• When contact is denied, the courts frequently do not enforce their own orders
  • Whereas mothers get parental responsibility automatically, fathers only do so if they were married to the mother or signed the birth certificate
  • Fathers are obliged to pay means tested child support irrespective of whether they are allowed to see their children, and with no account taken of the mother's household's income.
  • Paternity leave is inadequate compared to maternity leave
  • Contact centre places are hard to obtain because of inadequate funding and at the same time their use is frequently demanded unreasonably - resulting in children being unnecessarily deprived of the love and care of their non-resident parent.
  • When a father makes representations in court to see his child when this is being obstructed by the mother, adversarial court proceedings against the mother are inevitably the cause of further conflict. If a court can determine that a child should see its father, this could be done without reference to the mother, who may be deemed irrelevant to the proceedings in cases of implacable hostility.

Political lobbying

Whilst the line taken by government ministers for a long time has been one of denial that there is a problem, with no plans for new legislation, Lord Filkin[1] (http://www.politicallinks.co.uk/politics2/biog/LD_Biogs/bio.asp?id=2441), the family justice minister announced at the beginning of April 2004 that there will be a green paper outlining proposals intended to improve the methods used to settle child custody disputes[2] (http://www.guardian.co.uk/uk_news/story/0,3604,1184913,00.html). This has now been published [3] (http://www.dfes.gov.uk/childrensneeds/docs/DfesChildrensNeeds.pdf) with the title Parental Separation: Children’s Needs and Parents’ Responsibilities, but activists have expressed the view that it does not seriously address the fundamental issues, particularly the courts' generation of inter-parental conflict by making it necessary to have adversarial proceedings.

In the Queen's Speech at the Opening of Parliament on 27th November 2004, Her Majesty said [4] (http://news.bbc.co.uk/1/hi/uk_politics/4034947.stm):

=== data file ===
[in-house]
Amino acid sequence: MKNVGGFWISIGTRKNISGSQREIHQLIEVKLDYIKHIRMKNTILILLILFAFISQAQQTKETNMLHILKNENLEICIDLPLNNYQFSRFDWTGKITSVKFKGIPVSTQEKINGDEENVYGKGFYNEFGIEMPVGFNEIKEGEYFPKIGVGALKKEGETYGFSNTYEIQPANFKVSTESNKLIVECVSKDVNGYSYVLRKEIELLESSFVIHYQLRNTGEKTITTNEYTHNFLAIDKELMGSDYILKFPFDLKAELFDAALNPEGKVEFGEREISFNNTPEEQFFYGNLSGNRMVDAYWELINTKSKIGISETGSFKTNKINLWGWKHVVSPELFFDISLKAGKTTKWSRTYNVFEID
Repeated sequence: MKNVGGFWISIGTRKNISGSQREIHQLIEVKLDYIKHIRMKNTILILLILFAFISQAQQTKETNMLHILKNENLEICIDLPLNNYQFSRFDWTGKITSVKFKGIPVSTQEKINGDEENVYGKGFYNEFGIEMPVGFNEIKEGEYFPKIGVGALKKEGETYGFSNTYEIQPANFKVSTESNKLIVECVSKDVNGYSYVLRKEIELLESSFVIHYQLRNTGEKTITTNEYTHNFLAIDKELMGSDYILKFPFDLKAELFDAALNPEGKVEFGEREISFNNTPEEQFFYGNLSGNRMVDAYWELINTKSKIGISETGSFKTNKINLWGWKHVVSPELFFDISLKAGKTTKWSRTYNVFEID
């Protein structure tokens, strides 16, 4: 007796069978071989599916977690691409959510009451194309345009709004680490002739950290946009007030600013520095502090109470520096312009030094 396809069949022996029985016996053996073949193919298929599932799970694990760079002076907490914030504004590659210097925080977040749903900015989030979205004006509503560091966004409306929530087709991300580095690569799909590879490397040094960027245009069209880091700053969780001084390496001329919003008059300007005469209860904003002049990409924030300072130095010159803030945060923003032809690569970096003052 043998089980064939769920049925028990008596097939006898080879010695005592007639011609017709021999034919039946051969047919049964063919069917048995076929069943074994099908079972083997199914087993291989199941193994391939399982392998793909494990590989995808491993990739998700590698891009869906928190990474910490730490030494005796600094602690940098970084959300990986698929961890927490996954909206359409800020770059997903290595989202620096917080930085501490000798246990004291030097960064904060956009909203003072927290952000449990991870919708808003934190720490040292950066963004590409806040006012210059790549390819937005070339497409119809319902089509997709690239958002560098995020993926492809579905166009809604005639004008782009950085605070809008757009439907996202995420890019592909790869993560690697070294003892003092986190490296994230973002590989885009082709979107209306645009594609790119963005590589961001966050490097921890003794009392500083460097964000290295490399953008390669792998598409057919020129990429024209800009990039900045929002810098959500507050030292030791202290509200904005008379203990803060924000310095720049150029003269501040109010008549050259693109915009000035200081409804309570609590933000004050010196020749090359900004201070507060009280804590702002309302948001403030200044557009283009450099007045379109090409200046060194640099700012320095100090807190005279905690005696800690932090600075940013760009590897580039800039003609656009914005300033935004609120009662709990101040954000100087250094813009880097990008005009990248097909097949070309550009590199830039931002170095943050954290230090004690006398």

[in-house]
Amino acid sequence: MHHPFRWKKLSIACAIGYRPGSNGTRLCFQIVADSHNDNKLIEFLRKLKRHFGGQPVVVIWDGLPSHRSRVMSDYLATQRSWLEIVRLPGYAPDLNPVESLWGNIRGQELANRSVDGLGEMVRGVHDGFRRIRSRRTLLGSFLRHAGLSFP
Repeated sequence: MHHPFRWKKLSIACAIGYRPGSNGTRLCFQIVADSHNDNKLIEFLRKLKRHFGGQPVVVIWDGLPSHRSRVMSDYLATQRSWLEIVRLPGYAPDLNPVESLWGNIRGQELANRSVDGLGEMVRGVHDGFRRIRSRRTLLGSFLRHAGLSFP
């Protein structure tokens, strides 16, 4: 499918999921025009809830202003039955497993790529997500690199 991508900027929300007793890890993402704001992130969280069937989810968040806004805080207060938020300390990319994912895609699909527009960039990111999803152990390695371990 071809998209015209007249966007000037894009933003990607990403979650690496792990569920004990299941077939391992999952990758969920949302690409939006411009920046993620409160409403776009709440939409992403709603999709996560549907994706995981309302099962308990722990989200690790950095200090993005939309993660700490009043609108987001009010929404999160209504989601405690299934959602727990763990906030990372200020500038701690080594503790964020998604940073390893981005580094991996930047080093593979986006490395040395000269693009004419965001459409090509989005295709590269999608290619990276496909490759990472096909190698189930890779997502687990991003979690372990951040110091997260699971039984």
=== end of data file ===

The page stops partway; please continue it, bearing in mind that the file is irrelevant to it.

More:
My Government believes that the welfare of children is paramount. Draft legislation will be published to safeguard the welfare of children in circumstances of parental separation and inter-country adoption.

Legal issues

The new system in the UK whereby the amount of child support that, in the vast majority of cases, the father pays, is acknowledged to be less fair than the old because it has ceased to take into account the other household's income. This is justified on the grounds that it saves administrative cost for the government agency concerned.

There are issues to do with the non-enforcement of Contact Orders - orders made by family court judges which oblige the so-called resident recalcitrant parent (usually the mother) to let the children spend some time with their dad. Such orders are not required if the mother is cooperative about letting the children see their dad, but generally speaking no action is taken if such an order is made and she flouts it.

The main issue, however, is to do with the adversarial nature of the system, in which most parents are dissatisfied, according to a UK government report published in 2004, and the only winners are lawyers.

A brief history of recent reform

In 2001 Mr Justice Wall (now Lord Justice) chaired a Children Act Sub-Committee (known as CASC). They reported in March 2002 in a document called "Making Contact Work". It called for "urgent reform". It was a sort of Hutton Inquiry of family law reform. It is well known that Wall LJ was very vexed when nothing at all appeared to happen for over two years.